- Transparent: information regarding its formulation, implementation and impact must be public.

In addition, an action might be exemplary, in the sense of functioning as a source of inspiration for others, and also reflective; that is to say, it might trigger re-thinking through feedback.

Our proposal is founded on the ideas that the exclusive application of market logic to the audiovisual industry is a threat to cultural diversity and that its effective protection and promotion is an essential condition in counterbalancing the functioning of the market. This viewpoint is in tune with the UNESCO Convention and the importance it awards to both the transfer and impact of those actions deemed to be noteworthy practices and the need to share them as such.

Nevertheless, policy measures that can be legitimately introduced to protect and promote cultural diversity within the audiovisual industry must not be influenced or hijacked by any type of initiative presented as good or best without being accompanied by explicit and proper testimony of their excellence. We can mention at least two negative implications of a vague definition of what constitutes a good practice for the promotion and protection of audiovisual diversity. Firstly, in the absence of political commitment, a lack of clarity can lead to the promotion of any initiative whatsoever as a relevant practice in the audiovisual field. If any measure can be applied, policy becomes a façade and immobilism wins. Secondly, in a context of economic and financial crises, with many voices claiming to replicate what has already – supposedly – worked well somewhere else as opposed to “reinventing the wheel”, knowledge transfer may lead to naive assumptions and even contradictory results. If someone else’s measure is simply copied in the belief that its previous success secures its future outcome, policy can be disempowered, colonized, and path dependency can be deepened.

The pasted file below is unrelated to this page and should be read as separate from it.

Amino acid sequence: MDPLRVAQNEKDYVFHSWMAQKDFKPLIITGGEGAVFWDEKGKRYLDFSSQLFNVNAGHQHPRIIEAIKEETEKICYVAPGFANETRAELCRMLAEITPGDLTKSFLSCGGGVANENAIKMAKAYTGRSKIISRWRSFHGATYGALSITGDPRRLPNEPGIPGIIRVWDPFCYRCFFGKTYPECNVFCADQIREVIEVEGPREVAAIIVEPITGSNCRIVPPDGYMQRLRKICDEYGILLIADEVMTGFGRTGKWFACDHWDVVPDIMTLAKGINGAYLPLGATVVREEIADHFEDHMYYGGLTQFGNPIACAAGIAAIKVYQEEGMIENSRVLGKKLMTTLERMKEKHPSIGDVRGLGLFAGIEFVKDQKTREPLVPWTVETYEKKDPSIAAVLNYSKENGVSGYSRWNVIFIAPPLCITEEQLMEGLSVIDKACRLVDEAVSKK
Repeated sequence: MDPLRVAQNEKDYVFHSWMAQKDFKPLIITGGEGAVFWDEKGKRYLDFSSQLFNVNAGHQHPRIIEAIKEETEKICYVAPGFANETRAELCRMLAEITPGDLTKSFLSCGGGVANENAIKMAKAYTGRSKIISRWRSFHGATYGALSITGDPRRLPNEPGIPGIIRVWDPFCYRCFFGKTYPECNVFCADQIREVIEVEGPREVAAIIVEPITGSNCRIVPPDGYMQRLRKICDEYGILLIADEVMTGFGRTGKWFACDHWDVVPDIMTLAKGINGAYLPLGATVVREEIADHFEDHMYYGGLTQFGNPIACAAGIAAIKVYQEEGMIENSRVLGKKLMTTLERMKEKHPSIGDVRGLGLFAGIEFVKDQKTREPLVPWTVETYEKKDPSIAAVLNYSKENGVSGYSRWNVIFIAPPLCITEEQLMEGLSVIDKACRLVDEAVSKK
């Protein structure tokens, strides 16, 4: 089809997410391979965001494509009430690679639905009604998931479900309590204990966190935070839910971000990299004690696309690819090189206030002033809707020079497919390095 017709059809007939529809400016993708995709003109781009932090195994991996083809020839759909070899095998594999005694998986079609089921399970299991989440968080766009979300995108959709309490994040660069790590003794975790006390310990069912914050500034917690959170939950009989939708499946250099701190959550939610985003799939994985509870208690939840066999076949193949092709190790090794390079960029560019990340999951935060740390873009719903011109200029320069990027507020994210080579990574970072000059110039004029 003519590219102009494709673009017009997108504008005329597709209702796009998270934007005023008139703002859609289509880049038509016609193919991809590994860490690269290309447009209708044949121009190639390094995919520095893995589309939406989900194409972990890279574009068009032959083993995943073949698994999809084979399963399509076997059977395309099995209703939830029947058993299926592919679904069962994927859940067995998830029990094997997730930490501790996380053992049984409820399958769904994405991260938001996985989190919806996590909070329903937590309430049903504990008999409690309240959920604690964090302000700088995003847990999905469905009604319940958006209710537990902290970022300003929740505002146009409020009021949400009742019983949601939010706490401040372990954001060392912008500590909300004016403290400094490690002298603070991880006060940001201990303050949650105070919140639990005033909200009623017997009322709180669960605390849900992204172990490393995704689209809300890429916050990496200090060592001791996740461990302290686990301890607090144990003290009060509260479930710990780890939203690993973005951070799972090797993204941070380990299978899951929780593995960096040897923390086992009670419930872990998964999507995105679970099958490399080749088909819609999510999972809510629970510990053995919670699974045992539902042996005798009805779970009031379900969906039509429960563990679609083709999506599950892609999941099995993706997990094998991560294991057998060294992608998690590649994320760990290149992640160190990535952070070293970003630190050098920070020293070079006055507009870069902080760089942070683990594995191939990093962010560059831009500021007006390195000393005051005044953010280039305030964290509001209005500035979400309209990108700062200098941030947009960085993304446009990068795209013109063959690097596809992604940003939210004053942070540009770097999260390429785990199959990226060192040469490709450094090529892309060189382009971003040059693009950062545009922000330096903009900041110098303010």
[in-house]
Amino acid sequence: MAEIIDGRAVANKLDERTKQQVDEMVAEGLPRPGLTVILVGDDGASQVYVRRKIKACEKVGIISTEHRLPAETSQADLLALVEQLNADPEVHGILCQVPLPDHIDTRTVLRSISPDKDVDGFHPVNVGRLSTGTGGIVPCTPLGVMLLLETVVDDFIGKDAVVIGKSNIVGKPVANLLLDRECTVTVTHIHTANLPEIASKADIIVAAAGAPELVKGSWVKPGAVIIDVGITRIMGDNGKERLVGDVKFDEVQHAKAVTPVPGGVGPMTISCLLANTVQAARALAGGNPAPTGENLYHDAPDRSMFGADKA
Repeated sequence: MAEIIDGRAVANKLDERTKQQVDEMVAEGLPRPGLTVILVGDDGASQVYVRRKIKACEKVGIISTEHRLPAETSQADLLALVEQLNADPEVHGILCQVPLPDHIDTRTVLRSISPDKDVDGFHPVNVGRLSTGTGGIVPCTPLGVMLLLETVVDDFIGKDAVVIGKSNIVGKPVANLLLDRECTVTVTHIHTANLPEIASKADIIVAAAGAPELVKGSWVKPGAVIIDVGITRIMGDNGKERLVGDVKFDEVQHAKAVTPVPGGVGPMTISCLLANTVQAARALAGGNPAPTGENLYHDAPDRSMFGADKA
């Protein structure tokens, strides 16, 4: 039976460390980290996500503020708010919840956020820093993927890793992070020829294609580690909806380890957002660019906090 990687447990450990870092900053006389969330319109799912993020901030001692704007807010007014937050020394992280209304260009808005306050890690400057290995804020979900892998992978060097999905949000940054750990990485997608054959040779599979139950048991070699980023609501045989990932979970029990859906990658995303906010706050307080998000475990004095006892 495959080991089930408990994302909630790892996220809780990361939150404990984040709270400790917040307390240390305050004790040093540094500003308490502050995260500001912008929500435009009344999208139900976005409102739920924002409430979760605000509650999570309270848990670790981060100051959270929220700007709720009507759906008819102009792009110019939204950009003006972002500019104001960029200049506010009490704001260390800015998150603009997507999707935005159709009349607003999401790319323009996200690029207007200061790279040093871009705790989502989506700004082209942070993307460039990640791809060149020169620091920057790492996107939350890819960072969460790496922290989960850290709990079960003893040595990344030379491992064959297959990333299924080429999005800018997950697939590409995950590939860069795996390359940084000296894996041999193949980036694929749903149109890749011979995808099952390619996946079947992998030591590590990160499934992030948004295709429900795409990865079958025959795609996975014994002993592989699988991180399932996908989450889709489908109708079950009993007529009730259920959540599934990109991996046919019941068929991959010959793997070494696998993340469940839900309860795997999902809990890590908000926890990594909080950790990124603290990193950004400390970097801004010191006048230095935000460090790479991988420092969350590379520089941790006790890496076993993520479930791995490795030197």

In contrast, adopting a clear, agreed, self-developed and justified definition of good practice, which may or may not follow the one we propose, can ensure more diversity in the audiovisual industry, as only those initiatives meeting minimum requirements would be supported, publicized and shared. In other words, bearing in mind that a practice is always tailored to a specific policy problem, only measures meeting pre-determined criteria should be included in the formulation and implementation of audiovisual policies and compiled in documents such as catalogues, inventories, manuals and guides.

 

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Date of submission: November 6, 2013

Date of acceptance: October 8, 2014

 

Support and Acknowledgements

This article has been written as part of the research project «Cultural Diversity and Audiovisual: good practices and indicators» (ref. CSO2011-26241), which is part of the National Plan of Scientific Research, Development and Technological Innovation of the Spanish Ministry of Economy and Competitiveness.

 

NOTES

1 See: www.unesco.org/most/bphome.htm#1

2 For example, to the question of what a best practice would be in relation to intercultural dialogue, the Council states that it will apply a number of loosely defined criteria to those projects or programmes that wish to qualify as an example of best practice. Among these, the following are mentioned: 1) able to show that they promote intercultural dialogue, 2) achieve their aims, 3) managed within a given budget and framework, 4) continue beyond the experimental period, and 5) allow for repetition and adaptation by other organizers in other countries and cultures.

3 See: www.unesco.org/culture/cultural-diversity/2005convention/en/programme/articlexxi/